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This article was published 2/12/2012 (1360 days ago), so information in it may no longer be current.
CANADIAN provincial governments must do far more to promote Asia in the Canadian education system -- but may lack the will, says a new report from the Asia Pacific Foundation.
The report says Canadian educational institutions need to be gently prodded and pushed to give a far greater emphasis to Asia in their curricula.
The report, released this morning, says 91 per cent of Canadian companies and organizations working in Asia who were surveyed "support Canada putting a greater priority on the teaching of Asian languages in the country's elementary and secondary schools.
"More than half (55 per cent) feel that additional resources should be directed towards including these languages in the curriculum, even if it means taking resources away from the teaching of other foreign or heritage languages," said the report.
The report said Canadians are sadly lacking in "Asia competency."
Companies "who employ Canadians for Asia-related work say they find it difficult to find qualified Canadians with the appropriate level of knowledge and awareness of Asia to help their organization succeed in the business they do in Asia.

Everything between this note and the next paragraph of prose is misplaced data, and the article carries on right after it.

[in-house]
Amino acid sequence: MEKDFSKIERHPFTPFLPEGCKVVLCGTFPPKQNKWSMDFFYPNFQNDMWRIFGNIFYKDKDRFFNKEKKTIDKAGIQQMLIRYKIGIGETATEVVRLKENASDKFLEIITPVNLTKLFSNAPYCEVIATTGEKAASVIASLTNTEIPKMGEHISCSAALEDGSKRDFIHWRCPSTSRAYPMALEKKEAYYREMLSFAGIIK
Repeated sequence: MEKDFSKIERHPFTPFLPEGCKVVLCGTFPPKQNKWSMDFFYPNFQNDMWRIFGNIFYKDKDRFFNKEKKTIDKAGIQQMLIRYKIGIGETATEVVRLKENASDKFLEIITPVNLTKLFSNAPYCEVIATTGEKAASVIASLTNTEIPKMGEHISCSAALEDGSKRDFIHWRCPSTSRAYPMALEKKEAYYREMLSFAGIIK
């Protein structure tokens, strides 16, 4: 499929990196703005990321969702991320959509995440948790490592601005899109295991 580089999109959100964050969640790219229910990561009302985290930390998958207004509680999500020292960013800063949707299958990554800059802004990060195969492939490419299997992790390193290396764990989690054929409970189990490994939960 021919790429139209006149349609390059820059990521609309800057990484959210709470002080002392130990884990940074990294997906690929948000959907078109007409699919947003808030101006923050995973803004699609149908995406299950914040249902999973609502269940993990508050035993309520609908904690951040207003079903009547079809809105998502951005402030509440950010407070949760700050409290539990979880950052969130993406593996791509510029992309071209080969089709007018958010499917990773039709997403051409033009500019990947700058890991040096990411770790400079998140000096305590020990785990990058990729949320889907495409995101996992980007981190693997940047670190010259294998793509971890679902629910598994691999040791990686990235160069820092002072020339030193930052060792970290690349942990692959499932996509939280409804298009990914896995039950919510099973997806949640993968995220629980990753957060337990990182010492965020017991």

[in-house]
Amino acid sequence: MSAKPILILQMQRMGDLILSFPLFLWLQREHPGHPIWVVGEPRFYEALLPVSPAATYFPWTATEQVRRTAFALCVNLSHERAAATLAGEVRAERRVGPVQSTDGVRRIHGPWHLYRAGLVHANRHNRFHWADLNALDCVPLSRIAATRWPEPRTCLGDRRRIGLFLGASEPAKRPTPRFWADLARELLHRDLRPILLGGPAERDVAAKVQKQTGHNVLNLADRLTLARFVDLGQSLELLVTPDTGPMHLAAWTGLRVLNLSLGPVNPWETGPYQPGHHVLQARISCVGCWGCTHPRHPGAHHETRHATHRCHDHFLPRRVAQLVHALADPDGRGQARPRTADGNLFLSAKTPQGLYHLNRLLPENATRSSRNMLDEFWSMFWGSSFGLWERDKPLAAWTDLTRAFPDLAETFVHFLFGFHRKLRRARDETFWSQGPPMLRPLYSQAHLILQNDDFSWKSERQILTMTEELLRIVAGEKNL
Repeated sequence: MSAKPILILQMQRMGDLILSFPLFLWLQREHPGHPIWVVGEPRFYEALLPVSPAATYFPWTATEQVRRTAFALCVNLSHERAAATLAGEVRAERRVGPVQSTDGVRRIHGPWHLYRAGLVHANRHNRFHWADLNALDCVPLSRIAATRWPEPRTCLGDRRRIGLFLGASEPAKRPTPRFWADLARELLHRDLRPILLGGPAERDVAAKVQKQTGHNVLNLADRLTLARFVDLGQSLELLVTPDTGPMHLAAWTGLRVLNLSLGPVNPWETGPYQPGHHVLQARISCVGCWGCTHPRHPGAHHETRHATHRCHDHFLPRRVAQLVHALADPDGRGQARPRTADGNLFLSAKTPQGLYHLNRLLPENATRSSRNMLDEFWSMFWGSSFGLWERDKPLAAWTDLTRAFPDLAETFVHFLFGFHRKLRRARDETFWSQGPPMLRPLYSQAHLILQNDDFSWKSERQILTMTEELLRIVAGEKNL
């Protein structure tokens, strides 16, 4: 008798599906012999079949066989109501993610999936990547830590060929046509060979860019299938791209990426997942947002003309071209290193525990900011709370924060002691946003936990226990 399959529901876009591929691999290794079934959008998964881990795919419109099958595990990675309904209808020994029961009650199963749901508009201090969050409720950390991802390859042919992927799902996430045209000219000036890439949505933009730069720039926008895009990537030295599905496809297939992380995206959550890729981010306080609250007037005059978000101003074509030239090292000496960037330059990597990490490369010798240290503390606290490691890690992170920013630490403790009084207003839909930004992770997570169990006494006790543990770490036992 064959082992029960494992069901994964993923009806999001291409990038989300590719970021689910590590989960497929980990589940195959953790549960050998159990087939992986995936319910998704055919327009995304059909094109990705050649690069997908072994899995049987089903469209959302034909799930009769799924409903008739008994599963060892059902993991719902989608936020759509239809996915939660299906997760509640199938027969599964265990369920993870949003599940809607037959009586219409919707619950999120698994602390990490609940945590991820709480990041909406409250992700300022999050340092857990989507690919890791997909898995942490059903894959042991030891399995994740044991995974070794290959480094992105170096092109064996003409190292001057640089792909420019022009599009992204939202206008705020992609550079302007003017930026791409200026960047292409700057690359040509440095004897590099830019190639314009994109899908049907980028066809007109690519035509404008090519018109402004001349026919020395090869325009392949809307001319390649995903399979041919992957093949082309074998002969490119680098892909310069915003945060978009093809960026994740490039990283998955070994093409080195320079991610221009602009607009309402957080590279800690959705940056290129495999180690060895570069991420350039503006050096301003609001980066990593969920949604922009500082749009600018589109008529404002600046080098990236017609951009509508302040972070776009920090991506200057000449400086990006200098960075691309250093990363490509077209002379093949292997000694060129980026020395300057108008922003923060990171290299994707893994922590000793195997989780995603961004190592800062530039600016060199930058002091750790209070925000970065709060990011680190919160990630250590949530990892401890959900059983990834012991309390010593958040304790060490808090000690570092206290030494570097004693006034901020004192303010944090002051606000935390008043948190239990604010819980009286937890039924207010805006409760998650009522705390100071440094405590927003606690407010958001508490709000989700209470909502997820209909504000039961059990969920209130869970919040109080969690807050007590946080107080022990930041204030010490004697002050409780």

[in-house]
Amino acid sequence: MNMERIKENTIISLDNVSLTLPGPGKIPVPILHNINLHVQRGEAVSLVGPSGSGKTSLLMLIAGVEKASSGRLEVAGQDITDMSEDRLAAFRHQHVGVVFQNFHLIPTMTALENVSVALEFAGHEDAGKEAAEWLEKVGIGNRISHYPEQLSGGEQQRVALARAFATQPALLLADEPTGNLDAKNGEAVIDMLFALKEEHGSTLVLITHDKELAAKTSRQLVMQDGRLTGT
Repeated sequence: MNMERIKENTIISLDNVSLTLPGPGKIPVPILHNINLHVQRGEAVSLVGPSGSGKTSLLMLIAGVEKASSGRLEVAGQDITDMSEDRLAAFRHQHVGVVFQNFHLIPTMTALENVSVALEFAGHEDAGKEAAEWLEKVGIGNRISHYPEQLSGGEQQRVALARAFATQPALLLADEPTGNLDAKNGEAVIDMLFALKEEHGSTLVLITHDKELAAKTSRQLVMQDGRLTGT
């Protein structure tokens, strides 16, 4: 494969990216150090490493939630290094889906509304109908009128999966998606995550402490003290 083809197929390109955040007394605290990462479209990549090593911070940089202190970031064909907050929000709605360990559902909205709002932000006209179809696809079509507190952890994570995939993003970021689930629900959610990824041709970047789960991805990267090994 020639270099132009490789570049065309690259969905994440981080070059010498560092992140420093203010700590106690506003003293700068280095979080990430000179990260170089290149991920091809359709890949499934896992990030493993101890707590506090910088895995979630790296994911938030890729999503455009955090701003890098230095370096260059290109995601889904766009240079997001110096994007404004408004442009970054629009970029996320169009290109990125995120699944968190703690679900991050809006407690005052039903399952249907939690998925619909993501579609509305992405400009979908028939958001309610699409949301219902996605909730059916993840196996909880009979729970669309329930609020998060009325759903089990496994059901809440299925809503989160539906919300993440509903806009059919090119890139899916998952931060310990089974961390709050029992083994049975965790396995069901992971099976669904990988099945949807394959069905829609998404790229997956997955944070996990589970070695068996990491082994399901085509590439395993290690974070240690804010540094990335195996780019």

"Asia practitioners' emphasis on education as a tool to enhance Canada's relations with Asian countries is tied to the idea that knowing and understanding other cultures and peoples creates greater opportunities for positive social, economic and political exchanges," the foundation says.
"The question is whether Canadian governments at all levels can develop the political will and sustain the necessary commitment to pursue a full-on, long-term Asia strategy."
The report says universities must see recruiting international students as more than a revenue source, and advises schools to increase their international enrolment significantly.